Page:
Thursday, November 11, 2010
Fireworks and friends
The torchlight procession was lovely and the the fireworks were excellent, the food queue was rubbish. It's the one thing that let down the evening, it didn't flow and was too slow, it's not a massive problem but it meant that I spent more time stood waiting than being with Wendy and the girls.
I felt good Sunday, my legs knew I'd been walking and standing for longer than before, but I felt great. I so looking forward to the evening, beer and chat with my two best friends. The Hillsborough Hotel is a weird little pub which has it's own brewery attached to it, it's the sort of place that has live music. In fact there was a group of people playing folk music in the conservatory at the back while we chatted and laughed and shared stories, some old some new. Mark and Charlie had bought me a brilliant black and white painting, ink on silk, of Stanage edge. Emotive and beautiful it made me think of times walking and biking on the edge with friend and family. trying to catch Mark riding down the bridleway and getting to know Veronica on her first visit to the UK while watching the girls jumping from rock to rock.
It's not big but it's special and it meant so much knowing who it was from. The beer sank really smoothly and the banter was light hearted and witty, we even had a Barry join us which added another dimension as he has witnessed Charlie being tipsy on more than one occasion!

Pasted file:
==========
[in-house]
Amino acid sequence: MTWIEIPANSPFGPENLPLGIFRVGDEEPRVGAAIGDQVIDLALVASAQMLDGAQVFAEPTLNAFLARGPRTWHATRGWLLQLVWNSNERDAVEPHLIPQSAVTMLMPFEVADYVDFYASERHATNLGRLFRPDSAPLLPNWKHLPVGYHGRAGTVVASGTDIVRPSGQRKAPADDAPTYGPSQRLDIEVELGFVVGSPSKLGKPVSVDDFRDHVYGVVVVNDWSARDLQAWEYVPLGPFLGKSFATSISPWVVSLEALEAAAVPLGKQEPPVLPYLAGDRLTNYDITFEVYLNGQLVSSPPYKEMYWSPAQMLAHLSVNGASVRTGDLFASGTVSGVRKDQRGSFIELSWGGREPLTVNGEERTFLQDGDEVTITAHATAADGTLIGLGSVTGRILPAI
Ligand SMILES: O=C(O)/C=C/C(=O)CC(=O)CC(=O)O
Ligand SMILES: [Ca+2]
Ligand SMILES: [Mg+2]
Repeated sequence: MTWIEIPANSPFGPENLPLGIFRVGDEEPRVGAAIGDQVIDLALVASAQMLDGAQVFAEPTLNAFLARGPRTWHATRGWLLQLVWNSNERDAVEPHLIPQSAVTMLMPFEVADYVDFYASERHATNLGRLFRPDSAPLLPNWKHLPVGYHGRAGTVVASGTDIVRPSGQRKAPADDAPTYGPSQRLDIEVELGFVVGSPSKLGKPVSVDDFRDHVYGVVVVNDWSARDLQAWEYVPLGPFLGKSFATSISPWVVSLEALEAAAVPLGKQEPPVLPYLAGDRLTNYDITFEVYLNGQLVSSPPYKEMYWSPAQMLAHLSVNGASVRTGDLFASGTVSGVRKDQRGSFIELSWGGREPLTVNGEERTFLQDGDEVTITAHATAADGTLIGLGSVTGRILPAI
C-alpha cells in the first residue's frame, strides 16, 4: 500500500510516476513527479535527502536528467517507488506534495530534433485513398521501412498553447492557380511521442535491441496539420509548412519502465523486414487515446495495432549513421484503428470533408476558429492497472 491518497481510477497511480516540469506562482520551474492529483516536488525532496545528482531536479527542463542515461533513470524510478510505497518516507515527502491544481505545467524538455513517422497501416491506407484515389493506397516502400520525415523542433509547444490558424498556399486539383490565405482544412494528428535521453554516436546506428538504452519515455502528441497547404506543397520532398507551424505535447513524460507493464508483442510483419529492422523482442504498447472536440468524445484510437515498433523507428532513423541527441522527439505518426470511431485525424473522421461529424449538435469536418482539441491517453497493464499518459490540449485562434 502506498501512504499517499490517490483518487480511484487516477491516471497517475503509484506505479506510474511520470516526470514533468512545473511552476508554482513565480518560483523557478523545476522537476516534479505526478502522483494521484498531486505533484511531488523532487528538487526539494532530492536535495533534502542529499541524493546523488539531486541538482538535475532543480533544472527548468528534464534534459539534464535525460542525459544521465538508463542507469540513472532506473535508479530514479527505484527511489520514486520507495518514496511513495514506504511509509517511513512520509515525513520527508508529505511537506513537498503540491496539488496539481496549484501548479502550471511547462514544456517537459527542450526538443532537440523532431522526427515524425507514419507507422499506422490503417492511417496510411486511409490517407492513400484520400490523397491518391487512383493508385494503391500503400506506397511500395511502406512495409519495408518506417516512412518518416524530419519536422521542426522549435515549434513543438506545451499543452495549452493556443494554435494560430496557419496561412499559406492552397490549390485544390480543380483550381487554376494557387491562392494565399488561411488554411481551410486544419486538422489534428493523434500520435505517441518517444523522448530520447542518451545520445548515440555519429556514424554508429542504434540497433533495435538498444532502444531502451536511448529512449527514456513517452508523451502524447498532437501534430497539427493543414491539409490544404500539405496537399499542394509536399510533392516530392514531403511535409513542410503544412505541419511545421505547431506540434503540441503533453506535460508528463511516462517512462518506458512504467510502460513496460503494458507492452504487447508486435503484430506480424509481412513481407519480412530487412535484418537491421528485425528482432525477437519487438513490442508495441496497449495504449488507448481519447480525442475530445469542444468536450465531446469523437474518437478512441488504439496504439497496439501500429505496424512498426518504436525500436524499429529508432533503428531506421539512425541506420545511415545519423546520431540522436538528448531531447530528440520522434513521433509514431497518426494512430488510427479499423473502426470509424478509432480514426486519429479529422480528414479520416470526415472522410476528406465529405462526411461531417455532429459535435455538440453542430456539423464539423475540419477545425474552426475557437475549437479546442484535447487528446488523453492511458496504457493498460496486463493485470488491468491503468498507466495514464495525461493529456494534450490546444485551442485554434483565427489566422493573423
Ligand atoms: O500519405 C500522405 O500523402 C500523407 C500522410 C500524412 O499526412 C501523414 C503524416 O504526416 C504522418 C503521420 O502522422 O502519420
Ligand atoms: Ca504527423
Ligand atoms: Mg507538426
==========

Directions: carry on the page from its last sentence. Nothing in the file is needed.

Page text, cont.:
My head was surprisingly good the next morning, much to my amazement, perhaps chemo stops hangovers........not something I'm going to research too much! My second physio session was superb, I was buzzing with endorphins afterwards and wanted to take on the world. Something had changed, be it in my mind or my physicality or both but I worked harder than the week before but it was easier to do. I could lift more and I lasted longer on the aerobic exercises and my breathing was easier too. It just gave me so much confidence and such a high.
My high was tempered slightly by a scan the next morning, a tickle in my throat prompted my to stay and get it checked out. So I spent the morning giving blood and breathing in and out to be told all was well. I have my consultants voice ringing in my ears warning me of being complacent about tickles and coughs. It was no bother and at no point was I made to feel as though I was being an inconvenience to anyone. As I was leaving I had to squeeze through a group of people on the corridor, they were obviously the recipients of the worse news possible. There is a look in the eye, an acknowledgement of the fragility of life. It brought me back to my own reality and that the scan I'd had that morning will bring some sort of closure, one way or another. Up until that point I'd had only positive thoughts about it's outcome, even now I'm having positive thoughts. I've been walking the dog and thinking about work.
It'll be what it'll be.